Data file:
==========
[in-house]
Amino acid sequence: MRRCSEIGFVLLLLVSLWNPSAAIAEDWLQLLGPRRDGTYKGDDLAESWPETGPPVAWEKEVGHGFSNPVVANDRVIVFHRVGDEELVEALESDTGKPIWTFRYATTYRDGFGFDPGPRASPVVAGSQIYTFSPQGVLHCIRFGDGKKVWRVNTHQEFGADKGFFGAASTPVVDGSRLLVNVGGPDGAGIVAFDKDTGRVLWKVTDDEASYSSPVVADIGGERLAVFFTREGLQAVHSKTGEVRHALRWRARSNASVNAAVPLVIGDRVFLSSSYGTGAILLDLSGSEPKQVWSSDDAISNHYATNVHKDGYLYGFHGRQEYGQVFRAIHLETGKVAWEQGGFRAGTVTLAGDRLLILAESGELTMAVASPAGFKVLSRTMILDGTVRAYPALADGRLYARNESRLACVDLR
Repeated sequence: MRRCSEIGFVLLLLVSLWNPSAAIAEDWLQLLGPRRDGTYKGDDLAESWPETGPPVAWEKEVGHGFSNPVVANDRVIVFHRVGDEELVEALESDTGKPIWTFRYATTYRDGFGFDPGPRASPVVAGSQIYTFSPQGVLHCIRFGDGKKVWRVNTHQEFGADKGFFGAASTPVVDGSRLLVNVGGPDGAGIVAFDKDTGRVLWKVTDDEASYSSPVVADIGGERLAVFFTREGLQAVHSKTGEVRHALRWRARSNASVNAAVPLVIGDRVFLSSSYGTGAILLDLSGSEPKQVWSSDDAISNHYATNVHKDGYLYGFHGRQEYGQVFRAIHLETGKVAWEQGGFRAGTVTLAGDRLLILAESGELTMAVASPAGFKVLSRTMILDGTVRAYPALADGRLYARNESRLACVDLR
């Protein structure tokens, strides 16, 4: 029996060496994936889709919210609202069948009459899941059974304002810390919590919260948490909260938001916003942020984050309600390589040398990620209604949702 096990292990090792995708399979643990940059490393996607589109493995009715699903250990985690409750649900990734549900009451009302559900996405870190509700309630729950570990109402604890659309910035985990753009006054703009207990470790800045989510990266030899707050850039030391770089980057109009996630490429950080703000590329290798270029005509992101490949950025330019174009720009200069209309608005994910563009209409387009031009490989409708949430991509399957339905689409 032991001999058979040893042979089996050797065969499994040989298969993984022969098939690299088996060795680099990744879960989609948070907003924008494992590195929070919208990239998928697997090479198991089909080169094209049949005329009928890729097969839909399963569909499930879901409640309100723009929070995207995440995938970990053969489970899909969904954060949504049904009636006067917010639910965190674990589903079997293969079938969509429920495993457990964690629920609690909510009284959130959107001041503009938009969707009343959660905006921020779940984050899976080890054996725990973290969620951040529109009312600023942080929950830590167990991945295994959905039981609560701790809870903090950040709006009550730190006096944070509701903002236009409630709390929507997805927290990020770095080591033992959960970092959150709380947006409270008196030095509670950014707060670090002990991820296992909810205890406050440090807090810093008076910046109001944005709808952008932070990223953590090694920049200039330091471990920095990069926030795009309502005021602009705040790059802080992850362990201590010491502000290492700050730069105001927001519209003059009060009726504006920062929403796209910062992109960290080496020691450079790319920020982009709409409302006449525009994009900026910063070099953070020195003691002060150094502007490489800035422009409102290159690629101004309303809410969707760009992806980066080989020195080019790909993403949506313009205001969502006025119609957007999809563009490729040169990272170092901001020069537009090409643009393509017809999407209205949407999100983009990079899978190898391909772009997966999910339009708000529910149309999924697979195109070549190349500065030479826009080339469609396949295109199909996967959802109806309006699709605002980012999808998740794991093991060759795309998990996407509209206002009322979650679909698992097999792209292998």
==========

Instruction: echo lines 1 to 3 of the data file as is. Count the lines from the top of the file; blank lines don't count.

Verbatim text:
[in-house]
Amino acid sequence: MRRCSEIGFVLLLLVSLWNPSAAIAEDWLQLLGPRRDGTYKGDDLAESWPETGPPVAWEKEVGHGFSNPVVANDRVIVFHRVGDEELVEALESDTGKPIWTFRYATTYRDGFGFDPGPRASPVVAGSQIYTFSPQGVLHCIRFGDGKKVWRVNTHQEFGADKGFFGAASTPVVDGSRLLVNVGGPDGAGIVAFDKDTGRVLWKVTDDEASYSSPVVADIGGERLAVFFTREGLQAVHSKTGEVRHALRWRARSNASVNAAVPLVIGDRVFLSSSYGTGAILLDLSGSEPKQVWSSDDAISNHYATNVHKDGYLYGFHGRQEYGQVFRAIHLETGKVAWEQGGFRAGTVTLAGDRLLILAESGELTMAVASPAGFKVLSRTMILDGTVRAYPALADGRLYARNESRLACVDLR
Repeated sequence: MRRCSEIGFVLLLLVSLWNPSAAIAEDWLQLLGPRRDGTYKGDDLAESWPETGPPVAWEKEVGHGFSNPVVANDRVIVFHRVGDEELVEALESDTGKPIWTFRYATTYRDGFGFDPGPRASPVVAGSQIYTFSPQGVLHCIRFGDGKKVWRVNTHQEFGADKGFFGAASTPVVDGSRLLVNVGGPDGAGIVAFDKDTGRVLWKVTDDEASYSSPVVADIGGERLAVFFTREGLQAVHSKTGEVRHALRWRARSNASVNAAVPLVIGDRVFLSSSYGTGAILLDLSGSEPKQVWSSDDAISNHYATNVHKDGYLYGFHGRQEYGQVFRAIHLETGKVAWEQGGFRAGTVTLAGDRLLILAESGELTMAVASPAGFKVLSRTMILDGTVRAYPALADGRLYARNESRLACVDLR